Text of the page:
The city of Delaware expects to bring in $1.4-million less in revenue in 2009 than what was expected just a few months ago.

The city of Delaware expects to bring in $1.4-million less in revenue in 2009 than what was expected just a few months ago.

Last week, council met with city administrators to look at ways to maintain services but still maintain a substantial cash balance this year.

The Aug. 24 work session was planned to get council's input on ways to save money to make it to Dec. 31, with about $3.5-million cash on hand, about 14 percent of the city's budget, said city manager Tom Homan. A smaller cash balance could affect the way bond rating agencies look at the city's financial strength in the future, he told council.

The city earlier budgeted $22.56-million in expected revenue for 2009, said Dean Stelzer, city finance director. Now he is projecting the city will collect around $21.2-million by Dec. 31.

Declines in revenue are happening in several areas, according to his budget analysis. They include income tax, property tax, local government and intergovernmental funds, fines and forfeitures, engineering fees, licenses and permits, and investment income.

Some of those are directly attributable to the economy, he said, especially the investment income and revenue sources tied to the housing and construction market.

Stelzer had budgeted $350,000 in investments and so far this year only $25,000 has been realized.

Money from the state government is down about 15 percent, presumably from reductions in state tax collections, Stelzer said. Some of the property tax decline is from delinquencies and from people successfully reducing their property valuations for tax purposes.

With reductions already in place, such as not filling some vacant positions, the city is expecting to end the year with $1.1-million less than projected, Homan told council.

"We can't take the budget we have and look at a $1.1-million budget deficit without impacting the level of services we provide," he said.

"Our first goal is to try and preserve the services we have," Homan said, but the time has come to raise the "budget gauge" from restraint, where department heads watch their spending, to budget cuts.

While he still expects some rebounds in the economy, Stelzer said he could not recommend a wait-and-see approach to the budget dilemma. Neither could Homan as he asked for suggestions from council.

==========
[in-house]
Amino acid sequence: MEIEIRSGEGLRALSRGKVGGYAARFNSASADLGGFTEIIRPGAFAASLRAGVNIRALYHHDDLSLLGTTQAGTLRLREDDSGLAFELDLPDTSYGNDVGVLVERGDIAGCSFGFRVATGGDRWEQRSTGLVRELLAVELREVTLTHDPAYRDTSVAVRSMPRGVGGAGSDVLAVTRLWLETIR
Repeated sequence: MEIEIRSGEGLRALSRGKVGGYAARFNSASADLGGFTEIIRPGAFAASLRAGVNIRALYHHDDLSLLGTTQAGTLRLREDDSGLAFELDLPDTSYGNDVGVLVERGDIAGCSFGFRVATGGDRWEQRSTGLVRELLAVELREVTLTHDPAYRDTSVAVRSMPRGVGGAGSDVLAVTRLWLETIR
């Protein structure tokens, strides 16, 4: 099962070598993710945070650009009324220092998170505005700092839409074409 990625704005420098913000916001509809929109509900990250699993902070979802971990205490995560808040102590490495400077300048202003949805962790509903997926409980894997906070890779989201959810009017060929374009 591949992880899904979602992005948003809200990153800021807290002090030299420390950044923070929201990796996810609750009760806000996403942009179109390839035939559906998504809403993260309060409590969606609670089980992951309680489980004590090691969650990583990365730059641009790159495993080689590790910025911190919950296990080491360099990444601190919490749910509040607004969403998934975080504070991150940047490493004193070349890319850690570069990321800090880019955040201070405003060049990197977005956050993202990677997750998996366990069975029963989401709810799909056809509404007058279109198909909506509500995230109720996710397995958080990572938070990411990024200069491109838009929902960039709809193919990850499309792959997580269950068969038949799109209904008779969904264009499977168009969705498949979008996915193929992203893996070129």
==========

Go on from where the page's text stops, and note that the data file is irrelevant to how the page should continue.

Councilman Jim Moore was on council in 2001-2002 when the council last faced deficits. At that time, the city instituted a hiring freeze for all departments except police and fire. He would recommend they do that again, Moore said.

He also said they should "try to spread the pain across the entire work force," by not filling vacancies rather than laying off individuals, and by reducing the work week from 40 hours to 35.

Councilwoman Lisa Keller asked how much that would save. Homan said city officials would calculate that information. He also said he sees a reduction in work hours as a short-term solution, not a permanent one.

The city must sit down with its seven city bargaining units to reach an agreement on work-hour reductions, he said.

Councilman Joe DiGenova suggested leaving services and hours as they are and look at an income tax increase, such as the one just approved in Columbus, as a long-term solution.

"I am firmly in Mr. Moore's corner," said councilman Gary Milner. "I don't think we can just ride out the rest of this year. ... We need to do something now, not let it ride and take care of it in 2010. ... I am not close to jumping on the tax-increase bandwagon."

Vice mayor Carolyn Riggle also supported Moore's idea.

If the city meets with the bargaining units, it should be made clear that the options are reduction in hours or layoffs, councilman Andrew Brush said.

Homan also told council he has asked city employees for suggestions and has 17 pages of recommendations to wade through before passing them along to council.

The city's finance committee will meet Sept. 8 to come up with clearer options for council to consider when it holds a budget retreat at Ohio Wesleyan University on Sept. 12 beginning at 8 a.m.